To add variety to my kimchi, I’ve added carrots, daikon radish, watermelon radish, and scallion greens. Photo: Kate Williams

To add variety to my kimchi, I’ve added carrots, daikon radish, watermelon radish, and scallion greens. Photo: Kate Williams

Next, I chop the remaining kimchi ingredients. Here I look for whatever crisp, crunchy vegetables that are available at the market. For this kimchi, I’m using carrots, daikon radish, watermelon radish, and the greens from that bunch of scallion whites that went into the chili paste. I julienned the carrots and daikon, which is simply the fancy way of saying that I cut them into thin, 2-inch long strips, cut the watermelon radish into thin wedges, and cut the scallion greens into 2-inch long pieces. You can, of course, modify this list with your favorite vegetables. Use around 1 to 1 1/2 cups of each chopped vegetable.

Be sure to wear rubber gloves while massaging the chili paste into the vegetables. Photo: Kate Williams

Be sure to wear rubber gloves while massaging the chili paste into the vegetables. Photo: Kate Williams

Once the bok choy and cabbage mixture has softened, I drain the leaves while reserving the extruded liquid. I mix the wilted leaves with the remaining chopped vegetables in a large bowl. Then I put on my handy rubber gloves. The first time I made kimchi, I mixed the chili paste into the cabbage with my bare hands. Big mistake. My hands burned with the fire unleashed by the capsaicin in the chili powder. Rubber gloves may not look cool, but they’re the only way to prevent chili burns. Gloves in place, add the chili paste to the vegetables and massage it into the vegetables. Make sure to coat all of the vegetables evenly.

Firmly pack the vegetables into a large glass jar. Caption: Kate Williams

Firmly pack the vegetables into a large glass jar. Caption: Kate Williams

Finally, pack the vegetables into a large glass jar. I have one 2-quart jar that I like to use for kimchi, but you can use smaller jars if that’s what you have. Press the vegetables down into the jar (still wearing those gloves), and then use a chopstick or long skewer to break up any bubbles that have formed in the mixture. Now pour that reserved liquid from the bok choy mixture over the top of the pickles. This layer of salty liquid will help to reduce the amount of oxygen that reaches the kimchi fermenting below. Now close the lid loosely and set the jar in a cool, dark place to ferment.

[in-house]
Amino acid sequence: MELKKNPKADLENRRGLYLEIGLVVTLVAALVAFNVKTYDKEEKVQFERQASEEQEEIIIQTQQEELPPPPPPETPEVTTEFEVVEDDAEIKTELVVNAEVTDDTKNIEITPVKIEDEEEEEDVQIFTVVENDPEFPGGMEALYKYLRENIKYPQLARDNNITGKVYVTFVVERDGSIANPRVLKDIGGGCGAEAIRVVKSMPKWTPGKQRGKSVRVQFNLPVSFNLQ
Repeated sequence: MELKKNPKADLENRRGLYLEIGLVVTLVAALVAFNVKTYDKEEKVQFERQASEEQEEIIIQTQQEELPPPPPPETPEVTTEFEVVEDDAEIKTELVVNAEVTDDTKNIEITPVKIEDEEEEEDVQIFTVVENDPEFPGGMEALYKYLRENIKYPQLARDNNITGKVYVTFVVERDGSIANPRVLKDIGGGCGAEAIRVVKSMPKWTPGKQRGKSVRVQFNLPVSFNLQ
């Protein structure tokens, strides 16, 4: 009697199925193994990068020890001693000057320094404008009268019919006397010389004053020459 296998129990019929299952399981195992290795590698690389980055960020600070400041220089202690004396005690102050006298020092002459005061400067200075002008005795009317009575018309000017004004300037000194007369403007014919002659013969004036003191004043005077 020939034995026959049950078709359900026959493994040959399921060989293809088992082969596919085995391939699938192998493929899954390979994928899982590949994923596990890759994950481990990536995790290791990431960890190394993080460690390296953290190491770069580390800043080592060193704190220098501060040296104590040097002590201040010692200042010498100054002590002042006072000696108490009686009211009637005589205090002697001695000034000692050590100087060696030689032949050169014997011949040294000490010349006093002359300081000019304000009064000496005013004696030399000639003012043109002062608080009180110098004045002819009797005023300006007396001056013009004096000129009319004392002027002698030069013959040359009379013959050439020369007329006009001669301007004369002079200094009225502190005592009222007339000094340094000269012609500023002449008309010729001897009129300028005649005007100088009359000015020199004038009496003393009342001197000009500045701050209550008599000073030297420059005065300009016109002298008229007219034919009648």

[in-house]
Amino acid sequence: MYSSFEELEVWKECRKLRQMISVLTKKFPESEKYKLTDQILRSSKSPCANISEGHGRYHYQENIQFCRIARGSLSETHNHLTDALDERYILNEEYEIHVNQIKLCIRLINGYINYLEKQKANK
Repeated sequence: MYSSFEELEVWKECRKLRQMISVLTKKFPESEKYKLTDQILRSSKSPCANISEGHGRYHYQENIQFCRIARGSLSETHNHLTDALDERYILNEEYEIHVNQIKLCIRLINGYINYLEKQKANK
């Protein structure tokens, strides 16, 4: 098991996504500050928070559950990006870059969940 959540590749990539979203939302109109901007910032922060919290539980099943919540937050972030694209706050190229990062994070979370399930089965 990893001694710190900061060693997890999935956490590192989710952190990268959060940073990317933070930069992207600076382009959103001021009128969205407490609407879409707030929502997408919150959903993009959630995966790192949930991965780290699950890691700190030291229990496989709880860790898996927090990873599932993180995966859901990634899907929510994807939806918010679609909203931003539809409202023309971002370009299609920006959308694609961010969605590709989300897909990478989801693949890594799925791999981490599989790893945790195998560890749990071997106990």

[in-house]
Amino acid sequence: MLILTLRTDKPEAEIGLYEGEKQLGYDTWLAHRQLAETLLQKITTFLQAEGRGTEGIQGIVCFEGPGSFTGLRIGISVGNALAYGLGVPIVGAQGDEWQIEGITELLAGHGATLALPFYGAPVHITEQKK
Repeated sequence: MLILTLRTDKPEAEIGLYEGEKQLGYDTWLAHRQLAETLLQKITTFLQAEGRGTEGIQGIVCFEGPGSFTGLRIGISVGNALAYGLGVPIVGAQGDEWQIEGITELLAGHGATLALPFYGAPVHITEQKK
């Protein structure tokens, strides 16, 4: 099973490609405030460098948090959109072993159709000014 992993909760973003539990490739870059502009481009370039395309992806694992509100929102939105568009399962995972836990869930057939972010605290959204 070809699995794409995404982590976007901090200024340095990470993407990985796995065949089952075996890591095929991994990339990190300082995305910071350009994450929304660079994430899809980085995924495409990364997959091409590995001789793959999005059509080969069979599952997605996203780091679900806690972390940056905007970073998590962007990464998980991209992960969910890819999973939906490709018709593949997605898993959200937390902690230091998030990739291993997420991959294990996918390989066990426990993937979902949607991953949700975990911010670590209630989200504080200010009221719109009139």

Since the chili paste already contains fermented ingredients (salted shrimp) as well as sugar from the Asian pear, fermentation will begin quickly. In as soon as 12 hours, you may begin to see bubbles forming in the vegetables and a separation line between the vegetables and the kimchi liquid. Taste the kimchi every 12 hours or so. Once it begins to taste a little tangy, move the jar to the fridge. At this point, the kimchi is ready to eat, but there’s no rush. The kimchi will continue to ferment, albeit slowly, in the fridge, and you can continue to eat the kimchi throughout many stages of fermentation. In its early stages, the kimchi will be relatively mild and best eaten raw. After a few weeks, it may begin to taste funkier than you’d like; at this point, it works well in soups, stir-fries, and even grilled cheese—don’t knock it ‘till you try it.

*The bacteria produced during the fermentation of kimchi are a species of lactobacillus named after the pickle. These bacteria thrive in a salt-rich environment, and are so prolific that they are able to displace any other forms of (likely more insidious) bacteria. Lactobacillus kimchi are happiest in an anaerobic, or oxygen-free, environment, so it is best to keep the fermenting vegetables away from as much oxygen as possible. This is why I like to add the salty cabbage water on top of the pickles. Why not simply seal the top of the fermenting jar? The by-product of all of this fermentation is carbon dioxide, which will build up and create pressure in the jar. While it is unlikely that a jar of kimchi fermenting at room temperature for three days will explode, I still like to be careful. Opening and closing the lid to check on the kimchi flavor will also help to release pressure in the jar.